This article originally appeared in Dominion Post
Propaganda coming from all sides makes it hard for New Zealand to understand what is happening in Ukraine, writes Terence O'Brien.
New Zealand hopes to have a seat on the United Nations Security Council from next January. That makes it essential New Zealand fully grasps the complexity of the evolving Ukraine crisis, a crisis whose aftermath will persist through that term.
Achieving that understanding is complicated by the haze of propaganda from every direction.
Russia's actions have provoked consternation because they threaten Ukraine's national sovereignty. But neither country is acting virtuously.
The moral high ground surrounding national sovereignty and military operations is contested space.
Justifying arguments of principle now with the Russians about the sanctity of national sovereignty given all those post 9/11 realities is a hazardous venture. That same relativism applies to the Crimean referendum about its political future, dismissed by Europe and the United States (and New Zealand) as illegal. Given the very sizeable turnout and the result, legality becomes somewhat inconsequential.
At the same time the revolution on the streets of Kiev which precipitated the whole crisis is branded illegal by Moscow. It was at the very least a debatable constitutional transition.
The regime change did remove an unpalatable leader but directly puts at risk the integrity of a united Ukraine, where the majority identify themselves as Russian and where Moscow, as the next door neighbour, has legitimate historical interests.
There is in all of this the audible sound of pigeons coming home to roost. When the Cold War terminated , the Europe/Atlantic governments conspicuously let slip a genuine opportunity to lay the basis for co- operative stability in the region.
Instead they insisted on the need to progressively extend Nato into Russia's "near abroad" despite initial undertakings to Moscow this would not happen. By doing this they failed to concede the legitimacy to Russian security interests.
An enfeebled Russia could hardly resist, but the adversarial approach is a flawed basis for regional stability. It incubated the present situation with a stronger more assertive Russia.
The US and Europe are now prepared to isolate Russia by way of retribution.Targeted sanctions, fairly limited in extent so far, have been enacted - Europe remains acutely conscious of economic dependence on Russia.
Nevertheless the prospect looms for a sterile replay of the Cold War incompatible with the modern experience of globalising economic interdependence, and something that would not serve New Zealand's interests.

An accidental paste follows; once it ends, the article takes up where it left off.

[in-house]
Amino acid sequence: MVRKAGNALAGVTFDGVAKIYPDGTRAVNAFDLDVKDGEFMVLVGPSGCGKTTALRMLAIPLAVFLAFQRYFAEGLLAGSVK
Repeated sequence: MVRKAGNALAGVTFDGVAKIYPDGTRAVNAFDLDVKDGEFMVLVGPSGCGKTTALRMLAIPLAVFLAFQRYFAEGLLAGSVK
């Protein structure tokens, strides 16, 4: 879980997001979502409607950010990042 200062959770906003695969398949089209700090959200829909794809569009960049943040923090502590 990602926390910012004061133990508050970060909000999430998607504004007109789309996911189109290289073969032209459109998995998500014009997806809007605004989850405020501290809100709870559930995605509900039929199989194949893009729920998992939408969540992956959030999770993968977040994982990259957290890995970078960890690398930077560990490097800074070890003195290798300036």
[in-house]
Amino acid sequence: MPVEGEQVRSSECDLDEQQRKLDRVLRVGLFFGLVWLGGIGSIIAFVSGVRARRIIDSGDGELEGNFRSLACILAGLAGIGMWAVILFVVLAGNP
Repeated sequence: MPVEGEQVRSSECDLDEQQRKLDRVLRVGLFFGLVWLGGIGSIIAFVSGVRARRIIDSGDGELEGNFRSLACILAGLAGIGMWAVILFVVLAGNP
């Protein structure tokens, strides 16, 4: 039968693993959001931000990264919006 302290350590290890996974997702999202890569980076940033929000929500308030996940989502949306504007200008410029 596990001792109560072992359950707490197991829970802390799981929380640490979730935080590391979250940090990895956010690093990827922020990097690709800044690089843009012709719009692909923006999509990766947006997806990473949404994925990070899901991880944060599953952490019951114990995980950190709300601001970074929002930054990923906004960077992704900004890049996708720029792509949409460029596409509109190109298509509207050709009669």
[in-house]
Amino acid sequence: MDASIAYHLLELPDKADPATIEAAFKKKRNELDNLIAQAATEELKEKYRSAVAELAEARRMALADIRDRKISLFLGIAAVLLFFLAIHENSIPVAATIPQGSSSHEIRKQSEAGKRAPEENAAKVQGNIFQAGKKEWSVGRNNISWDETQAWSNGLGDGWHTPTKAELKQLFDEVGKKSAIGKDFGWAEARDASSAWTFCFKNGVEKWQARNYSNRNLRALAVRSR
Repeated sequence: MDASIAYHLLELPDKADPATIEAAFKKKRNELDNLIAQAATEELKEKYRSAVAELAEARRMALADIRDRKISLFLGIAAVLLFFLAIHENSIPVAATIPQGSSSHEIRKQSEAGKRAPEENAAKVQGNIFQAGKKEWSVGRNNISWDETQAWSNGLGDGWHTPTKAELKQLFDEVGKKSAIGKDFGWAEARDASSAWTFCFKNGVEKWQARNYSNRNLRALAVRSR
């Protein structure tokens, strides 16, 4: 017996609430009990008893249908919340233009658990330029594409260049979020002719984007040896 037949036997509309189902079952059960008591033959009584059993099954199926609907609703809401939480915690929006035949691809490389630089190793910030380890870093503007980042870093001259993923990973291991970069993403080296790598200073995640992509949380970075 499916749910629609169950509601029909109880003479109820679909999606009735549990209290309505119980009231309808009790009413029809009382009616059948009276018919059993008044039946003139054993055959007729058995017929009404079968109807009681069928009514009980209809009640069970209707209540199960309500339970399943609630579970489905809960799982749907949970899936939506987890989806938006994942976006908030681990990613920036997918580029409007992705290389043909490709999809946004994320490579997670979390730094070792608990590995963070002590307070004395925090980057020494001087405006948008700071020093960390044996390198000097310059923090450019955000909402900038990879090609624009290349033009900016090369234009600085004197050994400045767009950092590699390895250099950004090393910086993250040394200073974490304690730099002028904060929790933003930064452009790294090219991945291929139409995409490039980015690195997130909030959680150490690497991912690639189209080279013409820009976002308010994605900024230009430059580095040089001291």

We need here to display our professed capacities for independent foreign policy judgment.
New Zealand's principal big picture focus is now on East Asia and Asia Pacific. We should keep our powder dry about joining Atlantic retribution against Russia.
Prime Minister John Key's purpose on his present Beijing visit is to reassure Chinese authorities politically following the Fonterra milk powder scare and to bring them up to date on progress with the Trans Pacific Partnership (TPP).
But China has formal ties with Russia and the PM must obviously be prepared, given the Security Council bid, to engage seriously and constructively in discussion with the Chinese on the unfolding Ukraine crisis.
The same is true for his second port of call on the current tour, the American- inspired Nuclear Security Summit (NSS) in the Hague, where more than 50 heads of government will convene (including China) and where the opportunities to lobby and display our credentials for the Security Council seat bid are significant.
The crisis in Ukraine - which is a NSS member - will be the inevitable ghost at that feast. Cold shouldering Moscow will have yet wider repercussions for its continuing constructive involvement in the Middle East with Syria, with Iran and arms control more generally.
There are no rational grounds to believe President Vladamir Putin actually wants war.
The danger is that Russian belligerence over Ukraine, in combination with persistent Cold War instincts on the part of Atlantic/ European governments, could produce a slide into regional conflict. Germany,whose role is central to Europe's responses, has excluded entirely military action.
Ukraine's new leaders will have to come to terms with that hard truth. Both they and the Russians indicate readiness for direct dealings but so far each attach strong pre-conditions which the other side rejects. Watch the space.
Terence O'Brien is a former New Zealand diplomat and a senior fellow at the Centre for Strategic Studies.
The views expressed in this article are the author's own and do not necessarily reflect Diplosphere's views.